Exxon and Chevron Output Booms in World’s Hottest Oil Patches

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A Chevron Corp. rig in the Permian Basin near Midland, Texas.

If you want to understand why the two largest US oil companies are together spending in excess of $100 billion on acquisitions right now, look no further than the amount of crude they’re extracting from the two hottest oil fields on the planet.

Exxon Mobil Corp. and Chevron Corp., which reported earnings Friday, are both predicting their production in the Permian Basin — the US region that already supplies more oil than Iraq — will increase by 10% this year. 

Exxon also revealed that production from its massive oil development in Guyana in the first quarter surged 70% from a year earlier. That’s enough to supply almost a fifth of the global demand growth this year that’s forecast by the International Energy Agency.

Guyana and the Permian stand out for relentless levels of production growth in a industry that has otherwise struggled to find new, low-cost resources in recent years. Now Exxon and Chevron are racing to cement their positions, outpacing their biggest European peers in the process. Exxon is set to become the Permian’s biggest producer once it closes its $64 billion acquisition of Pioneer Natural Resources Co. while Chevron is spending $52 billion on Hess Corp. to gain a 30% share of Guyana’s prolific Stabroek Block. 


The Permian and Guyana “are big growth drivers at both companies,” said Neal Dingmann, an analyst at Truist Securities. “There are definitely fears on US inventory and shortages worldwide because of lack of investment in the group over several years now.” 

After years of reduced investment in oil and gas as fossil-fuel companies focused on returns and reducing emissions, crude supplies are once again starting to look tight. Brent oil earlier this month traded above $90 a barrel for the first time since the fall, with tensions in the Middle East threatening to send prices even higher. For all the efforts to transition to greener sources of energy, oil demand is forecast by the IEA to grow by about 1.3 million barrels a day this year to a new record.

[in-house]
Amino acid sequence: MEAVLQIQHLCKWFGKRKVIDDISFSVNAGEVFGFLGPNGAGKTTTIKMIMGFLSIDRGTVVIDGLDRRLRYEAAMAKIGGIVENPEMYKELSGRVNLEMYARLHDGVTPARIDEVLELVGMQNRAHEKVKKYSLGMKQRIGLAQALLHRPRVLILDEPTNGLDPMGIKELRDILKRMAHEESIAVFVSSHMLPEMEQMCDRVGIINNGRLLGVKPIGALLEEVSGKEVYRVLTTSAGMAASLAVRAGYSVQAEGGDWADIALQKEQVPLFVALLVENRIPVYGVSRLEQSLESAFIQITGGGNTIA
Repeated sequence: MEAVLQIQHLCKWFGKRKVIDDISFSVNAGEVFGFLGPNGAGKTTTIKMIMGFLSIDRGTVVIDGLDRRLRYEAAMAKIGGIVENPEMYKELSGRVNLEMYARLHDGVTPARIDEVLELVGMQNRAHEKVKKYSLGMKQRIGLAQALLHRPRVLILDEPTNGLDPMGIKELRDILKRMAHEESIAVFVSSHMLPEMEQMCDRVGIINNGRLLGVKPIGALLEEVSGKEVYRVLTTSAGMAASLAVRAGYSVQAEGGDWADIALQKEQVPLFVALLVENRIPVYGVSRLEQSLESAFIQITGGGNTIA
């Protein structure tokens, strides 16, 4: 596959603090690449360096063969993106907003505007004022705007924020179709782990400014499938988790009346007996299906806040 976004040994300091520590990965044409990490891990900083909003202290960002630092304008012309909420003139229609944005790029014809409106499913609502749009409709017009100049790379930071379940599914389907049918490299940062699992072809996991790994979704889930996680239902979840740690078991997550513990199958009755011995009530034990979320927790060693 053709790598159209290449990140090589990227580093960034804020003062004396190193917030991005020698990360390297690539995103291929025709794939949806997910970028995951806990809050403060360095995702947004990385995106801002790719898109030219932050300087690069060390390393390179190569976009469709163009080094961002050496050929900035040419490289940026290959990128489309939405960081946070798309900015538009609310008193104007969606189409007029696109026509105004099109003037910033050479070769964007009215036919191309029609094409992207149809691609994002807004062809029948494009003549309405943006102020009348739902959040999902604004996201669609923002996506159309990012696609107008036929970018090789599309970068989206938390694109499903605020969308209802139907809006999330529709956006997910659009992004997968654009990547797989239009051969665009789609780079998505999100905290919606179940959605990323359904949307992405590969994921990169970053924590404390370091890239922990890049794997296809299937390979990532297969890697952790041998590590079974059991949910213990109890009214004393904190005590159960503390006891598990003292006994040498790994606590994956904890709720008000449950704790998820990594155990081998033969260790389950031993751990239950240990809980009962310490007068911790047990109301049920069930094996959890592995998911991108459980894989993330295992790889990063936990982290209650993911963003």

European supermajors Shell Plc and BP Plc, who are set to report over the next two weeks, are in a very different position. Shell walked away from Guyana months before Exxon drilled its first discovery in 2015, and sold its Permian position to ConocoPhillips in 2021. BP’s presence in the Permian is much smaller than either of the US majors. 

Furthermore, Shell and BP had in recent years sought to push into renewables. They’re now pivoting back toward bolstering oil and gas production. But that’s easier said than done, and both have anemic growth profiles out to 2030 compared with their US rivals — assuming the Pioneer and Hess deals are completed. 

For Exxon and Chevron, both of committed to fossil fuels during the initial wave of ESG investing, targeting the Permian and Guyana will not just grow production but also lower their overall cost of supply. Both regions can produce oil at a profit for less than $35 a barrel. 

While sitting on two big growth engines, the two companies must be mindful on spending because investors still see capital discipline and a strong balance sheet as a “top priority,” according to Nick Hummel, an analyst at Edward D. Jones & Co. That’s because OPEC still has 5 million barrels a day “sitting on the sidelines” that could come back into the market at some point, he said. 

For now, both Exxon and Chevron are stuck in a holding pattern, waiting to close the acquisitions of Pioneer and Hess. The former is waiting approval from the Federal Trade Commission while the latter is tied up in arbitration because Exxon claims it has a right of first refusal over Hess’s 30% stake in Guyana. Even so, both say they expect to complete their respective deals by the end of the year. 

“These are big deals that will definitely impact the overall growth trajectory for both companies,” Hummel said. “The focus will be on execution over the next few quarters.” 

©2024 Bloomberg L.P.

By Kevin Crowley


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